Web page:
I took on a commercial lease to have an under-21 arcade. Now that I have redone the building and opened the arcade, the owner threatens to close me down because of the noise. We asked about the noise when we signed the lease and he said it was covered. What can I do now?
Check your lease. Is there anything limiting your rights to operate the arcade -- which the owners surely knew about beforehand? What did he think he was getting into -- restful vibes of the sort that might emanate from a meditation center?
Also, there may be a chance that you can negotiate your way out of this unpleasantness. Perhaps it would solve your problem if you agreed to limit your hours of operation. You might also look into any soundproofing techniques that would keep nearby residents from being disturbed. In the best world, the owner may even agree to share the cost of the soundproofing.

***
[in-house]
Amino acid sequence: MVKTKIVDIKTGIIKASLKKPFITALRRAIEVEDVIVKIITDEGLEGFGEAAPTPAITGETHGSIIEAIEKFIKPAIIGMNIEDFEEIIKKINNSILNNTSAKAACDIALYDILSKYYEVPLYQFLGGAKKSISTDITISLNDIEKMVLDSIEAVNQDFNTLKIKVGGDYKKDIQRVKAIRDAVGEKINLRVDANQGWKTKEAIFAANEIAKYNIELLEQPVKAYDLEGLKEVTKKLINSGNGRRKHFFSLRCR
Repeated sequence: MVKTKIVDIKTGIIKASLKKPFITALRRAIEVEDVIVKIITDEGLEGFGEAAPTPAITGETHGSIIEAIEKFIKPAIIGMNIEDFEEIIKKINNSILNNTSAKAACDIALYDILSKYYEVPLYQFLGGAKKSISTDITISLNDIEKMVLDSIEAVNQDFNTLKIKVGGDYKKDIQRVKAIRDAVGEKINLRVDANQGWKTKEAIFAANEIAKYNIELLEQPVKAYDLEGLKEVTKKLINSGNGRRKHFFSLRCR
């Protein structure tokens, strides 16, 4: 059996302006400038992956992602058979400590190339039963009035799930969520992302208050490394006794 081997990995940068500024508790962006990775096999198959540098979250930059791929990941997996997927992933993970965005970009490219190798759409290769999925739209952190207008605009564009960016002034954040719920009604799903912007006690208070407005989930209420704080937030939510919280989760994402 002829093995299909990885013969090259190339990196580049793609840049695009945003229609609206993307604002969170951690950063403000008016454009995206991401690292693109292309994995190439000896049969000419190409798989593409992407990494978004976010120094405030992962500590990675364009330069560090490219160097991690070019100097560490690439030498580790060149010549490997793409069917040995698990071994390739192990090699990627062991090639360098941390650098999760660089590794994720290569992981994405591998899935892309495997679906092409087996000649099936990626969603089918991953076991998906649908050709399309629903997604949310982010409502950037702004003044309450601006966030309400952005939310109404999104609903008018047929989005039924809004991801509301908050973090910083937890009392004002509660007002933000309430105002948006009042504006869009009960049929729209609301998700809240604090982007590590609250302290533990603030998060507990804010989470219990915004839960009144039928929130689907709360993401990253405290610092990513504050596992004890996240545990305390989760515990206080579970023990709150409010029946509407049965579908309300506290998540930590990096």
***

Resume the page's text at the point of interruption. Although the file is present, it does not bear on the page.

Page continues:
If your initial attempts fail, consider calling in a mediator to help you and the owner resolve the problem. A good mediator may come up with a creative solution.
But if it turns out there is no acceptable middle ground, then your dispute will likely wind up in court -- either because the owner will sue to evict you or because you take the initiative and scurry to court for a declaration of rights. A judge will then decide whether you can stay or must move.
A court case would focus on two things: (1) what the lease says about how you can use the space, and (2) what you and the owner discussed before the lease was signed. If the owner was fully informed about the level of noise your customers would be generating -- and it's hard to imagine he couldn't have been -- you are in a reasonably good legal position. Otherwise, your chances are fair to middling. That is why a negotiated settlement sounds attractive.
To learn more, see Nolo's section on Business Spaces & Commercial Leases.